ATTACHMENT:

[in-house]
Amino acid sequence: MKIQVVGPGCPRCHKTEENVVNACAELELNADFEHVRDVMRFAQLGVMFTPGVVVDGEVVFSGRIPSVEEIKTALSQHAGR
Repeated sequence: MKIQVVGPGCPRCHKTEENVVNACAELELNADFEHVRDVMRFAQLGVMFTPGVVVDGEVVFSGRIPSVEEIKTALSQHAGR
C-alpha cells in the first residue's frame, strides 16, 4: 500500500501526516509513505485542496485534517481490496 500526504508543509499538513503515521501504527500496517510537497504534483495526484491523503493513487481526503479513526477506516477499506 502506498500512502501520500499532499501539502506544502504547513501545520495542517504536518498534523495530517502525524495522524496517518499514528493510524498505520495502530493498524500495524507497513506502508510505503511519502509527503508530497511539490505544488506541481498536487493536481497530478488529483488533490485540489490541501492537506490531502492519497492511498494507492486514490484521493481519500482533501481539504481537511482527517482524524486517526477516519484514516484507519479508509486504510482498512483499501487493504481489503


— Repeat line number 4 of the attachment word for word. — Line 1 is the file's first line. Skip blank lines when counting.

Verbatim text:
C-alpha cells in the first residue's frame, strides 16, 4: 500500500501526516509513505485542496485534517481490496 500526504508543509499538513503515521501504527500496517510537497504534483495526484491523503493513487481526503479513526477506516477499506 502506498500512502501520500499532499501539502506544502504547513501545520495542517504536518498534523495530517502525524495522524496517518499514528493510524498505520495502530493498524500495524507497513506502508510505503511519502509527503508530497511539490505544488506541481498536487493536481497530478488529483488533490485540489490541501492537506490531502492519497492511498494507492486514490484521493481519500482533501481539504481537511482527517482524524486517526477516519484514516484507519479508509486504510482498512483499501487493504481489503